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Whether it is Champagne in France or Parmigiano Reggiano in Italy, Europe has for years realised the potential and need to protect their locally produced food products that are inseparable from its terroir. There is only one place in the world where the forces come together so magically and produce a product with such specific characteristics and superior quality that it is worth protecting. This magic is not exclusive to Europe. We also have it. It has taken South Africa a long time to develop the same pride in our homegrown products and the highlight has undoubtedly been our first origin certified food product: Karoo Lamb. Adele Stiehler van der Westhuizen discusses this proudly South African product.

For years we have called any lamb on our menus Karoo Lamb, as long as the butcher said so. There was little guarantee and even less traceability. This is no longer the case. Through a lengthy and complex process the Karoo Development Foundation have registered a set of rules with the Department of Trade and Industry that specifies what constitutes Karoo Lamb.

Today regulation 47 of R146 which was issued under the Foodstuffs, Cosmetics and Disinfectants Act No 54 of 1972 prohibits the use of the term Karoo Lamb, unless the product is indeed linked to the protocol registered with the Department of Agriculture, or regulations in terms of the Agricultural Products Standards Acts No 119 of 1990 or the National Regulator for Compulsory Specifications Act No 5 of 2008.

But what exactly is Karoo Lamb? Professor Johann Kirsten, member of the Karoo Development Foundation and head of the Department Agricultural Economics at the University Pretoria, explains that the greatest challenge in the certification process was not to determine what Karoo Lamb is, but rather “where is the Karoo.”

Studies have shown that the unique flavour attributes of Karoo Lamb is derived from the indigenous veld vegetation in the region, specifically the “Silverkaroo”, “Skaapbossie”, “Kapokbossie”, “Rivierganna”, “Ankerkaroo” and “Perdebos”. In order for farmers to be classified as a Karoo Lamb farmer, they have to proof that the six abovementioned Karoo bushes are present on more than 60% of their grazing fields.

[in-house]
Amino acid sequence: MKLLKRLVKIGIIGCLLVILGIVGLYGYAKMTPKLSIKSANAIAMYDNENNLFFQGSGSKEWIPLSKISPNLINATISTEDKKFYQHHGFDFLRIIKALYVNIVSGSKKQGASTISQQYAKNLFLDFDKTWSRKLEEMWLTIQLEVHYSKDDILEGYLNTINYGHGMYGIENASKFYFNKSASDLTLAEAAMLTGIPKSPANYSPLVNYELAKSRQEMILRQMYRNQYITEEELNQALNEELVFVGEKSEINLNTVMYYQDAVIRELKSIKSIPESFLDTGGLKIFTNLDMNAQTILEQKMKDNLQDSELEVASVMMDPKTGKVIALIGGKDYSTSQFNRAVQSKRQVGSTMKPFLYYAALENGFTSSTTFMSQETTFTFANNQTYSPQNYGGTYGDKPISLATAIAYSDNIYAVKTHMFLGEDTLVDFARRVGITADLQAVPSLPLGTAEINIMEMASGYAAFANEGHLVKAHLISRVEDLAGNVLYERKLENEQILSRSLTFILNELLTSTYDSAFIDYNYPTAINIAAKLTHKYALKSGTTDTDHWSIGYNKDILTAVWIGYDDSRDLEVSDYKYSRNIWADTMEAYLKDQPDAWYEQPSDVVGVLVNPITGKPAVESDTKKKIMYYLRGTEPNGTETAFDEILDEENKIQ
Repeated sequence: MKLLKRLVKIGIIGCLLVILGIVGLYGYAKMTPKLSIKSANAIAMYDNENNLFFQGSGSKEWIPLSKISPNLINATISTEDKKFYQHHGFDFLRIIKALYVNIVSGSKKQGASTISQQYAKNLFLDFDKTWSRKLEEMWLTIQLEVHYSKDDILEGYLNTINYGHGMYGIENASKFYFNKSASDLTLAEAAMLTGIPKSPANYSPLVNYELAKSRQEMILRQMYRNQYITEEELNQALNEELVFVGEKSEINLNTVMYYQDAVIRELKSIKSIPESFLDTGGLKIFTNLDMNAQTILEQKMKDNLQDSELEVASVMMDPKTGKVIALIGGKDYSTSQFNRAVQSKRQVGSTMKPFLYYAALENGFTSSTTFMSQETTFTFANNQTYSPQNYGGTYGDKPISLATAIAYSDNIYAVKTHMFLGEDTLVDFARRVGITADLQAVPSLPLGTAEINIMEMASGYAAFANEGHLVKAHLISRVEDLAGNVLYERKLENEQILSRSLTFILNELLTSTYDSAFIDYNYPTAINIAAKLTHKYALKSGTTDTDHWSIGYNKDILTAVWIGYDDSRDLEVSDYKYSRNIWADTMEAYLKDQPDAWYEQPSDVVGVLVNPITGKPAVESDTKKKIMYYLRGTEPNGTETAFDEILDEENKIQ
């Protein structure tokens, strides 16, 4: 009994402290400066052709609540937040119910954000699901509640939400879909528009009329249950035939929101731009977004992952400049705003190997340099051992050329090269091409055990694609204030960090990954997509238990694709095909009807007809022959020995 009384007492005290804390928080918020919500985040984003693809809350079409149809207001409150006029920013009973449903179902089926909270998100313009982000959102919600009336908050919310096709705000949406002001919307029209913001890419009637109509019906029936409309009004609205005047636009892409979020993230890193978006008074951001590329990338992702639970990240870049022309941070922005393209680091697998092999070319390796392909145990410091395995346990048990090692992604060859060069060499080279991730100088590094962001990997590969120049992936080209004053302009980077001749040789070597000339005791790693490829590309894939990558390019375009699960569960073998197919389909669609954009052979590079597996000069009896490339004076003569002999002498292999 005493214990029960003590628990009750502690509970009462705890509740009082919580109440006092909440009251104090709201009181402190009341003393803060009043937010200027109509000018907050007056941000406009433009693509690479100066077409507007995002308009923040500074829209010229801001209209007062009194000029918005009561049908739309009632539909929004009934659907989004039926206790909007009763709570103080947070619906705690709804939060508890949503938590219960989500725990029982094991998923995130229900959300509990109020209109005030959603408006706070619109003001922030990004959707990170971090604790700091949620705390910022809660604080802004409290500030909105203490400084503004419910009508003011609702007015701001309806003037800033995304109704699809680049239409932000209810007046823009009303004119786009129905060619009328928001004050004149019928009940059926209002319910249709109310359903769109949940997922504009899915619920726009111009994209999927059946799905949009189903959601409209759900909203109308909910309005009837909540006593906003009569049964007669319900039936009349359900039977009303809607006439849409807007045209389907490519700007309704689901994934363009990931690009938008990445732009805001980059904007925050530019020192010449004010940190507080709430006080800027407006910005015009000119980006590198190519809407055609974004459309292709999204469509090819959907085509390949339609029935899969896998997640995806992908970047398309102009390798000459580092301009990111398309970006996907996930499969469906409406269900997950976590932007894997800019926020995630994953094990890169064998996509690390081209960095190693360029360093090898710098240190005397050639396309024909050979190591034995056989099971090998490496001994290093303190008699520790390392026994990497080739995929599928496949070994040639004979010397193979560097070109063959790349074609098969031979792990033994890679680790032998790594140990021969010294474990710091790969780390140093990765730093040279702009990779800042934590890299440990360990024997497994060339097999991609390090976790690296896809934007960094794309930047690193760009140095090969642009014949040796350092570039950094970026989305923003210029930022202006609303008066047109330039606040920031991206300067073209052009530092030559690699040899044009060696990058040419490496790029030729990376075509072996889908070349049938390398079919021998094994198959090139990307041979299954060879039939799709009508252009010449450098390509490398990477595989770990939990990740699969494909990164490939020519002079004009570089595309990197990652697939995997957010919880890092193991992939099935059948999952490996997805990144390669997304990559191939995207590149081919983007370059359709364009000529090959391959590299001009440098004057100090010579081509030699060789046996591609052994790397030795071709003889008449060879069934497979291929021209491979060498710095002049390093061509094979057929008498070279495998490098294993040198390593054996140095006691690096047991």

The fact that this vegetation does not keep to municipal or provincial boundaries caused some debate as farmers who fall outside of the “traditional” Karoo boundaries can now, according to this definition based on vegetation, also be regarded as Karoo farmers.

A further specification is that the animals have to be reared through a free range grazing system and supplementary feed may not exceed 30% of the animal’s daily intake. Sheep (regardless of breed) have to be born in the region or spend at least six months in the Karoo before slaughter. Good animal welfare ranging from medical treatment to sheering and transportation methods are also monitored through this process.

Karoo Lamb must travel no further than 250km to the abattoir who has to be registered with the Red Meat Abattoir Association of South Africa and have a HAS (Hygiene Assessment System) rating of at least 75%. Carcasses are tagged with a serial number and barcode after grading, classification and weighing. The carcass tag also includes the abattoir name, contact details and it is affixed to the Achilles tendon. Certified Karoo Meat of Origin abattoirs will also ink the distinctive windmill stamp on the leg of the carcass.

As the meat move to packing and processing plants, retailers or butchers follow the traceability system, and when meat is packed a Karoo Meat of Origin Label is affixed including the packer’s certification number as well as a label with a barcode and information regarding the cut, weight and price of the packaged meat.

According to Professor Kirsten the certification mark guarantees:

  1. That the sheep meat originates from the Karoo region
  2. The sheep was reared as free range
  3. There are no added routine antibiotics or hormones

This guarantee is not only a victory for consumers who can now confidently pay a bit more for the quality they are promised, but for the first time the economic benefits derived from this quality product will go to the Karoo – where it belongs.

The name “Karoo Lamb” has been misappropriated for long enough. Kirsten also received news at the end of last year that the European Union will accept our certification of Karoo Lamb and also protect it according to its PGO and PGI certification system in Europe. It is not only about technical correctness and giving the farmers the credit that is due, but also about taking ownership and protecting our culinary heritage. Biltong, rooibos, bunny chow, boerewors, umngqusho – it is all part of our DNA as South Africans and all worth protecting. And with recent statistics showing that biltong is contributing R2 billion to the economy a year, it could also be good for business to protect our culinary heritage.

Where can I find Karoo Lamb for my menu? Visit www.karoomeatoforigin.com for certified Karoo Lamb suppliers nationwide.

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